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We're all bloody tired. Overworked, over-extended and cranky. If only we could all have personal assistants like big shots do. Pick up the dry cleaning, supply the coffee or tea at just the right moment.

Well, in the disconcertingly parallel universe in which Humans is set, you get help – a handy robot thingy called a Synth that does chores, reminds you when to take medication and offers companionship when you just want to be melancholy or rant about stuff. It's a terribly tempting concept, the Synth thing.

Humans (Sunday, AMC, 9 p.m.) is an eight-part thriller, but a good deal more. Heavily promoted by AMC, it's also a dark comedy (based on a Swedish series) and a light but provocative probing of where artificial intelligence ends and human emotions begin. For some people, especially those deeply into this area of sci-fi fiction, it is probably too light, too unserious. But for the rest of us, it's an addictive charmer. As charming as those uncannily helpful and well-mannered Synths.

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Part of its charm, and a disconcerting element, is that the world of Humans – a co-production with Channel 4 in Britain, where it's a huge hit – looks disarmingly familiar. It's not set in some distant future, but now – low-paid jobs such as child care, elder care and basic agriculture tasks are a vital part of the economy, but instead of young people and hard-working new immigrants toiling, it's all done by these humanoid robot figures. At a distance you would mistake them for humans. Up close, they are robotic servants.

We meet a middle-class family. Joe (Tom Goodman-Hill) is stressed because his wife, Laura (Katherine Parkinson), a lawyer, is away often, leaving him to deal with teenager Mattie (Lucy Carless) and two younger kids who can't be bothered to do any household chores. On impulse he purchases Anita (Gemma Chan), who is both helpful and, of course, obedient. Well-pleased, Joe is taken aback when Laura return home and looks on the Synth with deep skepticism. At first there's the feeling she's been usurped in her home, but then Laura gets the uneasy feeling that Anita isn't what she seems.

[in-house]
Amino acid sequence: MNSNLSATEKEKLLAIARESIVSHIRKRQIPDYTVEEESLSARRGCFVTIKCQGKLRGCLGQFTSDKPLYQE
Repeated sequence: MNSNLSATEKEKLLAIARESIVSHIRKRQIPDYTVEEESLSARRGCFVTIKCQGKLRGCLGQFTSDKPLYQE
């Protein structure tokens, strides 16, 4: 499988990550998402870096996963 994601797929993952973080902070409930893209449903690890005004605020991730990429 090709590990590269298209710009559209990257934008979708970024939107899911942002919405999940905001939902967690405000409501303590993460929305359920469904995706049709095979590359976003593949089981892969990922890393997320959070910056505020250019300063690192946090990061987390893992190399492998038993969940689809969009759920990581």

She's right: Anita is one of the Synths who have a degree of human feeling. That's where the thriller part comes in. We know from the first few minutes that a cop is investigating a group of renegade Synths and hoping they are not part of some revolution. They are. Their leader is the human Leo (Colin Morgan from The Fall) and his sidekick is a blonde, buxom Synth (Emily Berrington) who works in a scarily glossy brothel that looks like some sci-fi geek's fantasy.

While Joe and Laura try to adapt to Anita, Dr. George Millican (William Hurt), a retired, lonely academic and widower, refuses to let go of his old-fashioned, wonky Synth Odi (Will Tudor), with whom he has a fiercely close bond. He just won't upgrade to a new Synth no matter how much the authorities demand. There is a grave sweetness to the old man's relationship with his best buddy.

At its very human heart, Humans is a light allegory that's very familiar. The story is as old as Mary Shelley's Frankenstein. It deals with the contemporary issue of "singularity" – the point at which machines become human – but with only glancing regard. It's deeper than The Stepford Wives, but not by much.

Mainly, Humans is less about robotics than it is about issues of class and labour. Some people's copious leisure time is reliant on the labour of others, from low-paid immigrant workers to young people starting out in life. Do we even think of them as human? And what if they all rebelled and demanded fairness, decent wages and working conditions?

Those are the key questions in this slick, finely crafted thriller. It's not that it's important TV drama. It's clever, though, and terrifically entertaining. And yeah, you'll want a Synth, too.

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